Letters to the editor | VailDaily.com

Letters to the editor

Terie Roubos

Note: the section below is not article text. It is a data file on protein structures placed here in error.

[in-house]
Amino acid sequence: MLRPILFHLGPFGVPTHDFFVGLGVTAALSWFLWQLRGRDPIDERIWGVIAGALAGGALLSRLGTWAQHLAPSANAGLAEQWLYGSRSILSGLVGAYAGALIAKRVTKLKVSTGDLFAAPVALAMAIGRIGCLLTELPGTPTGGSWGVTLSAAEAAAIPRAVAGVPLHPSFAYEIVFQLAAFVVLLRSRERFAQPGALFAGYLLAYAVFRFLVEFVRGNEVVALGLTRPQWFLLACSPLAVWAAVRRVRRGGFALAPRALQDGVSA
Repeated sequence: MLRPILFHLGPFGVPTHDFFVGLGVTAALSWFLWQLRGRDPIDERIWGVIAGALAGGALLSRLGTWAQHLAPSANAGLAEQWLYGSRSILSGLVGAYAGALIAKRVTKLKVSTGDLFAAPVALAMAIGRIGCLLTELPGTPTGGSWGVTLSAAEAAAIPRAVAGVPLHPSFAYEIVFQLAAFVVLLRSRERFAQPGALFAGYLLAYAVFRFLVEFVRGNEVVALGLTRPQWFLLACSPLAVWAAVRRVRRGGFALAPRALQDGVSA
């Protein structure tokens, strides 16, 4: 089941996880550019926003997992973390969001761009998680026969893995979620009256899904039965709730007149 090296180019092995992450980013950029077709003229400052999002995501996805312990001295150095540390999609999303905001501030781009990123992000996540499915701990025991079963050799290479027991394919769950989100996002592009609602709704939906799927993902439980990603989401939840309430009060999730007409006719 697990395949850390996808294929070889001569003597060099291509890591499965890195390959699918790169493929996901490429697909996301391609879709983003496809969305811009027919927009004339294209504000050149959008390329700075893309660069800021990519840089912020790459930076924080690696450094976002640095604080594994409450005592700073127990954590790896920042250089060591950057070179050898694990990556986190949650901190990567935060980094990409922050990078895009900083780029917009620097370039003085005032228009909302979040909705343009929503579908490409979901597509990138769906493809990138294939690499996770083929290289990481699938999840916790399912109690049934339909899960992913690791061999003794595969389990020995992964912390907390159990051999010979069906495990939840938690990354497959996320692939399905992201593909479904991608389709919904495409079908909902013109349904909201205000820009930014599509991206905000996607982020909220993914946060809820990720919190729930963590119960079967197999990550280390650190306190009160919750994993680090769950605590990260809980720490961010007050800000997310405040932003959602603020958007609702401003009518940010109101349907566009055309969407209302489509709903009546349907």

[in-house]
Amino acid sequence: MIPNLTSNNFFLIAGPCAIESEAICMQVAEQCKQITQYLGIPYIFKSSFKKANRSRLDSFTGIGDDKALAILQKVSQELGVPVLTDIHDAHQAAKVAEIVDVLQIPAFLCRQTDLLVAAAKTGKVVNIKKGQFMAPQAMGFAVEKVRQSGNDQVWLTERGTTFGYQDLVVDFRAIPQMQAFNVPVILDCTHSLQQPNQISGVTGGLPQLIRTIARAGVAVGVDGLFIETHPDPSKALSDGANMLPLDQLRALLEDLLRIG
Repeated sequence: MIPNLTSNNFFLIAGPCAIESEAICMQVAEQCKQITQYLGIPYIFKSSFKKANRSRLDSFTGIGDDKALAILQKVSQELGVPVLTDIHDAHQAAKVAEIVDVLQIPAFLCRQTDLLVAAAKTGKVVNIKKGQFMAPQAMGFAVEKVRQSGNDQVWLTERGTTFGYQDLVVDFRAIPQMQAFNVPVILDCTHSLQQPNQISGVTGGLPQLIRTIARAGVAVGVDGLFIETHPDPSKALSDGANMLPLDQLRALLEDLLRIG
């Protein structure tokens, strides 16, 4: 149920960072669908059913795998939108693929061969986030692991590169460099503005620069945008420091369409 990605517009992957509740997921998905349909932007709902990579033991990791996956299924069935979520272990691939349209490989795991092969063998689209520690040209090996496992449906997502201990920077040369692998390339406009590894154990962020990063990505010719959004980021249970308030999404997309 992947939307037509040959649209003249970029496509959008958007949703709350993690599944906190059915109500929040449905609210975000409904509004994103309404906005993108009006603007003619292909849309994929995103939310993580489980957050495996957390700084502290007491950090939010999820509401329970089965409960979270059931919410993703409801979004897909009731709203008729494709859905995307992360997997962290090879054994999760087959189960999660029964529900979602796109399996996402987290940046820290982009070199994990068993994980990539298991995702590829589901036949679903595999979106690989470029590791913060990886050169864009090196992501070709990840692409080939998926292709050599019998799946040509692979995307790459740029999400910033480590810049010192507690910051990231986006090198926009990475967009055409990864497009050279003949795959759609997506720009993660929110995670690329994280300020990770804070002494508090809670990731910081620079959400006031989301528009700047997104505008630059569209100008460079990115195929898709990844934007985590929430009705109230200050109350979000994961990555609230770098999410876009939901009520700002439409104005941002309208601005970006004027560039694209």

On behalf of the board of the Eagle Valley Family Assistance Fund, I would like to thank all of the players, hole sponsors, golf pros, donors, and the food and beverage providers who participated in the annual Sweet Shot Golf Tournament. Special thanks go to the Sonnenalp Golf Course and their great staff for making the event go so smoothly, Balata’s for the great service and to Slifer, Smith and Frampton for underwriting the food and beverage. And a huge thank you to Tony O’Rourke and Michelle for making the tournament happen! This is a fun, low-key tournament that makes it possible for the EVFAF to help residents of the Eagle Valley who are in temporary financial distress. It was a beautiful day on the golf course, and we look forward to seeing you all next summer!Terie RoubosEdwardsNo candidates?I have read that the school board elections will be cancelled due to lack of candidates interested in serving on the school board. Why are so few people interested in serving?It would be interesting if the Vail Daily ran the following question on their on-line poll: “Would there be more interest in running for the school board if the pet project of Superintendent John Brendza, the Teacher Achievement Program, was not in existence?” I can guess at the results.Rich BrownEagle-VailWhat’s provableIn the Tuesday, Aug. 30, paper Mr. Kevin Udd has really taken off on a column by Richard Carnes. Of course, it is his right to do so, and since I am hardly a fan of Mr. Carnes, I read the letter with great interest.I have been strongly aware for many years that it is not really good practice to publicly expound on matters concerning religion. Politics is all right, since it is little more than a game anyway, and it is unlikely that your friends and acquaintances will really “hate” you if your opinions differ from theirs. But religion, “ah, that’s the rub” and a more dangerous “rub” there is not.The “my church can beat up your church” philosophy is by far the most dangerous and hateful condition ever created by man. Think Inquisition. No need to recreate the wars, cruelties, hatefulness and deaths history has attributed to organized religion. They speak for themselves. However, that each and every human has the right to believe as he or she does is not contestable, although most often it really is. Think television pulpits. It is only when someone like Mr. Udd comes along that freedom is thrown into a cocked hat. Basically, he is saying that any of the laws of evolution cannot be proven scientifically or any other way, and therefore only the Bible is the “truth.” That is so, he says, because what is written therein cannot be “disproved.” Therefore it must be so that I will live to the ripe old age of 160 and play professional football until the day I die. It is probably not likely, but go ahead and “disprove” it.Mr. Udd lives by the creed that if it is in the Bible it must be so. Possibly, and I cannot disprove it, but neither can he provide absolute proof it is so. He does, however, off the conclusion that science is not “provable.”My oh my, where did all those dinosaur bones come from, what about all the artifacts of civilizations predating his Christian world by thousands of years? What about the milleniums of humanity before the Christian year No. 1? These he says are not “provable,” but his “facts” are rock solid proof because the Bible and probably his momma, told him so. Mr. Udd has the audacity to claim that his Bible is “a science book in its own right.” I have no doubt as to the power of the Bible (both versions). But still, it or they were written thousands of years ago, in a time when maybe only one person in 10,000 could read at all and 10 times that number could not write. We know very little about its origins or whether it is or is not wholly or partially no more than folklore. It’s good stuff and has done much for millions of people around the world and throughout the history of modern man, but so has the Koran, Old Testament, Dead Sea Scrolls and the writings of Buddha, Confucius, Socrates, Solomon, Plato and Moses, to mention a few. Among notable peoples that preceded the “Age of Christianity” were the Egyptians, the Greeks, Macedonians, and the unobtrusive societies of China, Japan and Korea. All these were greatly advanced civilizations that existed on a very high human plane and contributed greatly to the advancement of civilization.Strangely, they are hardly mentioned in the various versions of the Bible except for the story of Moses, in the Old Testament. The Chinese and the Japanese had an alphabet and a common written language before the first Western civilization was wearing shoes. How strange that the “old man” let so long a time go by and so much happen before making even an “appearance.” If we are, as the good book says, created in his image, how could he have let such shenanigans go on so long before speaking out? I will tell you this, Mr. Udd, no one has ever known or will ever know which, if any theory, of life and death is the one and only truth, at least no one I ever heard of. And by the time you or I find out it will do none of us or any that are still around any good. So, Mr. Udd, I would be very, very careful in your judgment of others or in their beliefs. … As to your reference to “Hitler,” what are you talking about? I do not believe you even know who or what he was. As to your laying evolutionism at the feet of “communism, Nazism, slavery, racism, euthanasia, bestiality and cannibalism, to name a few rancid offerings,” I find your conduct contemptuous, as well as your obvious disrespect for any beliefs but your own. … My bottom line is this: I don’t give a rat’s petootie for anything Richard Carnes writes or says, but as so correctly stated by Mr. Thomas Payne (or one of his friends), “I will defend to the death, his right to say it.” If Mr. Udd finds Mr. Carnes’ article offensive, I find his writing and inferences equally elitist and offensive. …Alan AaronsEdwardsSome adviceMatt Zalaznick, I agree with your basic observation upon which your recent column was based. Christians should be pro-life in all areas of their dealings with life on earth. I believe this is one of the greatest failures of the human race and in particular Christians. The biblical quote that seems to cause Christians this misunderstanding is “dominion” (as in dominate) over the earth. This word was actually meant to be closer to the word stewardship, which means to care for and nurture out of love and responsibility. This convenient misinterpretation has been used by European societies to rationalize expansion and “domination” over other societies and environments. Jesus even tells his disciples once that Soloman in all his splendor was not as beautiful as the lilies of the field. When reading scripture, it is impressed upon one of God’s love and concern for ALL of his creation. We, as humans, are not the only fruits of God’s will in physical form! To think so is completely anti-biblical and missing the point of our place in the world. It is very easy to be deceived and to rationalize our actions. We ALL do it. The tone of your article was to point out the hypocrisy of Christians, lay blame and point fingers. I guess the best way to change behavior is not through degradation, but through compassionate teaching, realizing that we all carry logs in our eyes. If your goal is to effect positive change in order to protect life on our earth, perhaps a different tone would work better, but then again that may not sell as many papers. Darryl BangertBush’s fault, of courseHurricane katrina was not a spontaneous storm that appeared with virtually no warning. Where was Mr. Bush and the federal government about a week ago before this disaster hit? Well, he was on the “ranch” reading “The History of Salt,” and the government agencies he commands were apparently out to lunch!Jeff LaskyVail How about solutions?Matt Zalaznick, your commentaries are so biased and so full of extorted half truths that it makes me cry. Take your Aug. 30 editorial. It appears you are ignorant of the happenings of two previous U.S. gas crisis. The one in the early 1970s, price did not matter. There was little gas to be had in this country. Yes, we did car pool. Yes, corporations set policies that no meetings were to start after 4:30 so people could car pool. Americans got through this situation.Then there was the crisis of the early 1980s. Not as bad in terms of gas supply, but the net of this crisis was folks bought a lot of small cars (without government incentives). Gas prices will put the pinch on the pocket book of Americans,so we all will need to adjust spending priorities, just like we have in the past. All this brings us to the point that the Middle East is about oil and the security of the people who live in that region. It has been this way since the British navy switched from coal to oil in about 1912. President Bush is your favorite punching bag, but he has not just sat by and let this nation go down the road of losing our supply of oil. Remember we have had “do nothing” presidents in the past, and they have certainly not helped the country.The long-range oil situation is not good, as you well know. However, never once have I read a suggestion on your part on how to fix the problems ahead. All you provide is negative comments with no answers. So try an editorial on how you would fix this or some other national problem.David H. MitchellRight to keep, bear armsThe disorder in New Orleans brings to mind the reason ordinary citizens need to keep and bear arms. Large parts of that area were without police protection for days. There were numerous cases of rape, assault, looting and robbery. Two hundred members of the police department quit in the middle of the tumult. Later this month is the first anniversary of repeal of the so-called “assault weapons” ban. It’s the same as the concealed weapons law; liberals predicted a bloodbath in the streets. So far, no bloodbath. One of the slogans liberals retailed in support of this ban was that those guns are not suitable for hunting. So why would a decent person want to have one? Well, Hurricane Katrina has provided a reminder. That is not the only time there will be a breakdown of law and order, and ordinary people will be on their own when it comes to dealing with the vermin who show up at such times. This is why the Colorado Constitution says: “The right of no person to keep and bear arms in defense of his home, person and property, or in aid of the civil power when thereto legally summoned, shall be called into question …”Terry QuinnEagleApplying reasonAfter reading Tom Smith’s letter to the editor, I applied his notion of “rational, realistic THINKING” and came up with the following questions:How does the war in Iraq translate into defending Alex Miller’s right to write?In what way are those soldiers “sacrificing and dying for you” (us)?As near as I can tell, the soldiers in Iraq are dying for George Bush and his most crooked cronies, Halliburton, big oil, and the grotesque profits of the military industrial complex. They are not over there defending our freedom.You’re a decorated combat veteran. I’ve known decorated combat veterans who are fine people, and I’ve known decorated combat veterans that are absolute scum. My father is a decorated combat veteran, now a minister, and he cannot for the life of him figure out one good reason why we are over there.Apply ration realistic THINKING to the debacle in the Middle East, and what do you come up with? Lies, greed, and exploitation of the very lives of the pawns in uniform we sent over there under false, incredibly greedy pretenses.M.G. GallagherVail, Colorado